At some high-performing suburban high schools, students pile on activities and advanced classes, hoping to qualify for elite colleges. Stress is intense. In the Chicago suburbs, New Trier High is trying to get students to chill out. The Christian Science Monitor reports:
Among the proposals New Trier’s board is expected to vote on Monday night is one that would make a lunch period mandatory, and require students who come in an hour early for “early bird” classes to take a free period later in the day. It seems a no-brainer – how could stopping for food not be a good thing? – but it’s one of the most controversial ideas, and it points to the complications of mandating relaxation.
Many of the lunch skippers – nearly 150, in a school of 4,025 – are artists and musicians, and eating in class is one way they get in more of the electives they love while still taking requirements.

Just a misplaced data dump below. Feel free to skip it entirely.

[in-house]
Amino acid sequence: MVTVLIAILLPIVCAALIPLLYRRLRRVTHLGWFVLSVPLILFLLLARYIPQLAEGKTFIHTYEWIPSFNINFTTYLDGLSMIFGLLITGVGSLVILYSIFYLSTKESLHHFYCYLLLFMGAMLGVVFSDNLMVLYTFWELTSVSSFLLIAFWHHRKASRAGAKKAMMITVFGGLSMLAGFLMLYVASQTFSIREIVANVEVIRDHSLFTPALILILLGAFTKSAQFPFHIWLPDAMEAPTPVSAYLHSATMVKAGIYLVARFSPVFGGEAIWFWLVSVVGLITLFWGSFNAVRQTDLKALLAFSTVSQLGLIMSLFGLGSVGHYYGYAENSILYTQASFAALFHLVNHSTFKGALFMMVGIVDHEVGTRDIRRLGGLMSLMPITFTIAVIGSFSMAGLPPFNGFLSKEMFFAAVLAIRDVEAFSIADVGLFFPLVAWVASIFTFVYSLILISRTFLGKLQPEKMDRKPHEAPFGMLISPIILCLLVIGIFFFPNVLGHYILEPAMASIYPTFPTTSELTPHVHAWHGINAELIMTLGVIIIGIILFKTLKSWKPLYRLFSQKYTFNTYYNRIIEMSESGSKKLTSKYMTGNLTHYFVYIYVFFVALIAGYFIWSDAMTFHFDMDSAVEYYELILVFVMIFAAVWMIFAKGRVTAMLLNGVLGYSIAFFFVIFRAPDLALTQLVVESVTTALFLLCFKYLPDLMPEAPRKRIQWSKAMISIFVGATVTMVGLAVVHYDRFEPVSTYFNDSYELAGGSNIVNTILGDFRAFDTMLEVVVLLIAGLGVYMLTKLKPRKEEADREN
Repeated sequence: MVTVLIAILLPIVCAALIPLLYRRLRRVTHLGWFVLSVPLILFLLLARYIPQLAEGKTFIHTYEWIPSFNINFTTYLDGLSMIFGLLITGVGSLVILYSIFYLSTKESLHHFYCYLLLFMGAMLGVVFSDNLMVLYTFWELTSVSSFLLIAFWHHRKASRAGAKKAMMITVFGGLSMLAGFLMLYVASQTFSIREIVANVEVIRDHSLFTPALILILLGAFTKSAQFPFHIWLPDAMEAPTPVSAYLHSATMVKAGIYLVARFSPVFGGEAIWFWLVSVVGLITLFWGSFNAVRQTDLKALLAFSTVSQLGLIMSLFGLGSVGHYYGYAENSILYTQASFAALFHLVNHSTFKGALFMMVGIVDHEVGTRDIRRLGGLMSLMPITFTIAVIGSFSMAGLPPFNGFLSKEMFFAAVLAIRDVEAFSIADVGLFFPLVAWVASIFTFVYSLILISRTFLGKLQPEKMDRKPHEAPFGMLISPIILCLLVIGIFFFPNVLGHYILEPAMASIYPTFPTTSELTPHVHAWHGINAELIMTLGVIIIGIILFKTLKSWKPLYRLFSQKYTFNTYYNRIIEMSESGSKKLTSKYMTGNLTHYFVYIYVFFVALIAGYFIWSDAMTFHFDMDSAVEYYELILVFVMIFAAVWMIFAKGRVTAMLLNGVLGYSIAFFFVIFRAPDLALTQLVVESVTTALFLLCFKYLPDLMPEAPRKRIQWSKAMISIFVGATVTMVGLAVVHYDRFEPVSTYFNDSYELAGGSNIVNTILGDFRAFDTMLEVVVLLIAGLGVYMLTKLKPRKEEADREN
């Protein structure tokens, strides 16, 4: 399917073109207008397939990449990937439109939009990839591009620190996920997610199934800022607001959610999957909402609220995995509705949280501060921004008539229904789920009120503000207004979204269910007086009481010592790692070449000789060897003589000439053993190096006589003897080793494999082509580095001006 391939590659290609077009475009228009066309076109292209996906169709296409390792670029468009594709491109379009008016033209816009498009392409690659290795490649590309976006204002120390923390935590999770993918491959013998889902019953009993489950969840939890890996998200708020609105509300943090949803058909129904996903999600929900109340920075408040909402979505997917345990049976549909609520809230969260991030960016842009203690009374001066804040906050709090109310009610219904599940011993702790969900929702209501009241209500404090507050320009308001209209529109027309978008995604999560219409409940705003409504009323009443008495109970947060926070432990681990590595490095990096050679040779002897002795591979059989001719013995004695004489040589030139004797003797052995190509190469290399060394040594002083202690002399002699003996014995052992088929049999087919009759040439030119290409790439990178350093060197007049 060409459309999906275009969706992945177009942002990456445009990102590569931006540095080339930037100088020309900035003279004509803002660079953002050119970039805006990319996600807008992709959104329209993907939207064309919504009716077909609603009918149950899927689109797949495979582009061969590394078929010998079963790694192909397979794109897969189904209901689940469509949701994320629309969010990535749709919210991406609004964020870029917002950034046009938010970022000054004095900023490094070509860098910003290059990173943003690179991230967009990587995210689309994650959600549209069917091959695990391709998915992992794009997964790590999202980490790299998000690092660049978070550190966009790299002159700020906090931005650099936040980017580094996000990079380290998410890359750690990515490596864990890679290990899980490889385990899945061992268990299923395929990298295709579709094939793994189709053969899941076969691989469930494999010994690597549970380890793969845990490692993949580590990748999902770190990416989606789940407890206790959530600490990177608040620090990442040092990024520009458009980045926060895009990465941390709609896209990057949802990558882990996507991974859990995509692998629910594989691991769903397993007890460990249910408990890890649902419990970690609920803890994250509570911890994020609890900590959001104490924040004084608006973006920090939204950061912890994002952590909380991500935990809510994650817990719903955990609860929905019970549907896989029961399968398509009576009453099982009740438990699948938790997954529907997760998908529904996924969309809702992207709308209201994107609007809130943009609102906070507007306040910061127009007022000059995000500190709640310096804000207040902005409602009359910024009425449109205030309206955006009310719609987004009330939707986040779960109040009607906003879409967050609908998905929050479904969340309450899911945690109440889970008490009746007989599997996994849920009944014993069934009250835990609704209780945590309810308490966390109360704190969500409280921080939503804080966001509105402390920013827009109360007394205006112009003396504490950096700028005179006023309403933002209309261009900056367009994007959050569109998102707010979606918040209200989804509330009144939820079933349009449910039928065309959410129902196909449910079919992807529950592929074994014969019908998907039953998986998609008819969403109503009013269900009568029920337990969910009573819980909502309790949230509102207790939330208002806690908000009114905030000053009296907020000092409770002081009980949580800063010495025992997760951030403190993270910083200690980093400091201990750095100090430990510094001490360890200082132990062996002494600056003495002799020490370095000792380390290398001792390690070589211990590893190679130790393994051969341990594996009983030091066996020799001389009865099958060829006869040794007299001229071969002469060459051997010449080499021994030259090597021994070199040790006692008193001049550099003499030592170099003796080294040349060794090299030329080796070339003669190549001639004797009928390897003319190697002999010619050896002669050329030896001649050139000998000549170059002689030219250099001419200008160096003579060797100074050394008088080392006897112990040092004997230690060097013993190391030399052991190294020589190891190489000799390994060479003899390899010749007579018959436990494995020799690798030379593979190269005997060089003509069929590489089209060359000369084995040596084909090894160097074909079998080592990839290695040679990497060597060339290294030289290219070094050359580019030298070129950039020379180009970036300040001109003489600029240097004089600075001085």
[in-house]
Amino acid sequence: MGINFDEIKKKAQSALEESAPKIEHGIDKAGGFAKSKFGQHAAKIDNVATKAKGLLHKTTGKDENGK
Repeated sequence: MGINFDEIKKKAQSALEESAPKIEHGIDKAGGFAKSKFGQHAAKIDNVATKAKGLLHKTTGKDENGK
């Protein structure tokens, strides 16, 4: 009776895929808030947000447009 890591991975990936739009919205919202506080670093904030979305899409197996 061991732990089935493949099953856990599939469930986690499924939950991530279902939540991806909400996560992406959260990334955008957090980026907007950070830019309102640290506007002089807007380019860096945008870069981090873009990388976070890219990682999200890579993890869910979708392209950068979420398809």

When I went to Highland Park High, New Trier was our arch rival. It was a high-stress place back in the ’60s: We always said they had more suicides.
The principal of my daughter’s high school, Palo Alto, is quoted in the story too. She had classmates who were incredible achievers; she saved her sanity by not doing sports, but thought it hurt her when she applied to colleges.
College admissions is the key factor here. As long as competitive colleges demand students take the hardest courses in all subjects, including those in which they have no interest, and excel in a wide range of activities, they’ll drive the competitive students to do more and more.